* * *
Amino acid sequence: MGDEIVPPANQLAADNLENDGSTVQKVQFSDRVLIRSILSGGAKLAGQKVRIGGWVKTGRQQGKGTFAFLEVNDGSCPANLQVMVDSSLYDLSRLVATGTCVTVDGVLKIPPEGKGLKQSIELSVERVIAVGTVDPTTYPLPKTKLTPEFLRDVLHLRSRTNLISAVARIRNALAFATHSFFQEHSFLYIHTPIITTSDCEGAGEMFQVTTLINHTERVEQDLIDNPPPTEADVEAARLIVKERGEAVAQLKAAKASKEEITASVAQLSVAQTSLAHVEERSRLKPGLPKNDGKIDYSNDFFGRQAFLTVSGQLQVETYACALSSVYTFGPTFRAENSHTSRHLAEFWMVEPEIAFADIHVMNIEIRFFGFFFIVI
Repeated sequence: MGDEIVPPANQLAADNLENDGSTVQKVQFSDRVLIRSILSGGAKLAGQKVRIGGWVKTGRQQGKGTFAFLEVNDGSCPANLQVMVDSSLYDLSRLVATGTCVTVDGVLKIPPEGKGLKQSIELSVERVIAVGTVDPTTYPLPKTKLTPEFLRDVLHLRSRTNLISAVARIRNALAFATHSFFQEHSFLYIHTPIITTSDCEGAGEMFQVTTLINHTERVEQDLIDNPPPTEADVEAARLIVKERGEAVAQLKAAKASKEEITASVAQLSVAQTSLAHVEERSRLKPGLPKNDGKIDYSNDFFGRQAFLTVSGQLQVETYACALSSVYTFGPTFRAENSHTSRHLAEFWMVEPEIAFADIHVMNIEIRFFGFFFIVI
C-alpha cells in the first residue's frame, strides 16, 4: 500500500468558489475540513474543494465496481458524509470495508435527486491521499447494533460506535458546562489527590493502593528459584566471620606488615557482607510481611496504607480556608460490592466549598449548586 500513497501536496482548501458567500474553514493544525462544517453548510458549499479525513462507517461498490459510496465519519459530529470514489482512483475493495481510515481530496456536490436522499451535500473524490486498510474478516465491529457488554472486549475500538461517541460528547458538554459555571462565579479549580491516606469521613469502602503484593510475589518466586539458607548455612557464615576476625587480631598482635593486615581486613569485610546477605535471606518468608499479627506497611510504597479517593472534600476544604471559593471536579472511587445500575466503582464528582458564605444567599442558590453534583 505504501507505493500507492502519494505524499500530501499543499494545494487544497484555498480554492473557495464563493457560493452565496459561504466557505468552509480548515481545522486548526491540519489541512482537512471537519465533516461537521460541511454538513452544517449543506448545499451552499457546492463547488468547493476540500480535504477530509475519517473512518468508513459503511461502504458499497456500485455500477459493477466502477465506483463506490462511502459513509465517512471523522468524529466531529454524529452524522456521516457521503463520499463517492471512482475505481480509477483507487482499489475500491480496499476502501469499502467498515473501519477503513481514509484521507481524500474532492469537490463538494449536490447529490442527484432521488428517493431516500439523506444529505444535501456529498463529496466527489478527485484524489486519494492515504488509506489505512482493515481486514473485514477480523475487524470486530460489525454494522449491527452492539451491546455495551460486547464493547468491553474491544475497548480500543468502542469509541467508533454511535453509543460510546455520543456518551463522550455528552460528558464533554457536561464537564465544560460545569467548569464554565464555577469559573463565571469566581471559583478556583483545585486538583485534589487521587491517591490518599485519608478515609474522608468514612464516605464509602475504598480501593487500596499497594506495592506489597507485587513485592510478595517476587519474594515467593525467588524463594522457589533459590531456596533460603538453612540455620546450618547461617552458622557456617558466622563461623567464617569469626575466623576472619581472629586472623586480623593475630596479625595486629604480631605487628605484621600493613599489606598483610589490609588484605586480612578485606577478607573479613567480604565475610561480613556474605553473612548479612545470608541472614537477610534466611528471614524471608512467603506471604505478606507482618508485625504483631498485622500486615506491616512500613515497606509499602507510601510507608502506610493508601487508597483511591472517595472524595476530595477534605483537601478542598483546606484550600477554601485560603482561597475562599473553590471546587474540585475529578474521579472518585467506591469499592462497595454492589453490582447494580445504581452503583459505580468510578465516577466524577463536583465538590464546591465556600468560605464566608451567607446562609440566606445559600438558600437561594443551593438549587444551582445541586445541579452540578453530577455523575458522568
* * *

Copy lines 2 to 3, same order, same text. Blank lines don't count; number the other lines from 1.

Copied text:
Repeated sequence: MGDEIVPPANQLAADNLENDGSTVQKVQFSDRVLIRSILSGGAKLAGQKVRIGGWVKTGRQQGKGTFAFLEVNDGSCPANLQVMVDSSLYDLSRLVATGTCVTVDGVLKIPPEGKGLKQSIELSVERVIAVGTVDPTTYPLPKTKLTPEFLRDVLHLRSRTNLISAVARIRNALAFATHSFFQEHSFLYIHTPIITTSDCEGAGEMFQVTTLINHTERVEQDLIDNPPPTEADVEAARLIVKERGEAVAQLKAAKASKEEITASVAQLSVAQTSLAHVEERSRLKPGLPKNDGKIDYSNDFFGRQAFLTVSGQLQVETYACALSSVYTFGPTFRAENSHTSRHLAEFWMVEPEIAFADIHVMNIEIRFFGFFFIVI
C-alpha cells in the first residue's frame, strides 16, 4: 500500500468558489475540513474543494465496481458524509470495508435527486491521499447494533460506535458546562489527590493502593528459584566471620606488615557482607510481611496504607480556608460490592466549598449548586 500513497501536496482548501458567500474553514493544525462544517453548510458549499479525513462507517461498490459510496465519519459530529470514489482512483475493495481510515481530496456536490436522499451535500473524490486498510474478516465491529457488554472486549475500538461517541460528547458538554459555571462565579479549580491516606469521613469502602503484593510475589518466586539458607548455612557464615576476625587480631598482635593486615581486613569485610546477605535471606518468608499479627506497611510504597479517593472534600476544604471559593471536579472511587445500575466503582464528582458564605444567599442558590453534583 505504501507505493500507492502519494505524499500530501499543499494545494487544497484555498480554492473557495464563493457560493452565496459561504466557505468552509480548515481545522486548526491540519489541512482537512471537519465533516461537521460541511454538513452544517449543506448545499451552499457546492463547488468547493476540500480535504477530509475519517473512518468508513459503511461502504458499497456500485455500477459493477466502477465506483463506490462511502459513509465517512471523522468524529466531529454524529452524522456521516457521503463520499463517492471512482475505481480509477483507487482499489475500491480496499476502501469499502467498515473501519477503513481514509484521507481524500474532492469537490463538494449536490447529490442527484432521488428517493431516500439523506444529505444535501456529498463529496466527489478527485484524489486519494492515504488509506489505512482493515481486514473485514477480523475487524470486530460489525454494522449491527452492539451491546455495551460486547464493547468491553474491544475497548480500543468502542469509541467508533454511535453509543460510546455520543456518551463522550455528552460528558464533554457536561464537564465544560460545569467548569464554565464555577469559573463565571469566581471559583478556583483545585486538583485534589487521587491517591490518599485519608478515609474522608468514612464516605464509602475504598480501593487500596499497594506495592506489597507485587513485592510478595517476587519474594515467593525467588524463594522457589533459590531456596533460603538453612540455620546450618547461617552458622557456617558466622563461623567464617569469626575466623576472619581472629586472623586480623593475630596479625595486629604480631605487628605484621600493613599489606598483610589490609588484605586480612578485606577478607573479613567480604565475610561480613556474605553473612548479612545470608541472614537477610534466611528471614524471608512467603506471604505478606507482618508485625504483631498485622500486615506491616512500613515497606509499602507510601510507608502506610493508601487508597483511591472517595472524595476530595477534605483537601478542598483546606484550600477554601485560603482561597475562599473553590471546587474540585475529578474521579472518585467506591469499592462497595454492589453490582447494580445504581452503583459505580468510578465516577466524577463536583465538590464546591465556600468560605464566608451567607446562609440566606445559600438558600437561594443551593438549587444551582445541586445541579452540578453530577455523575458522568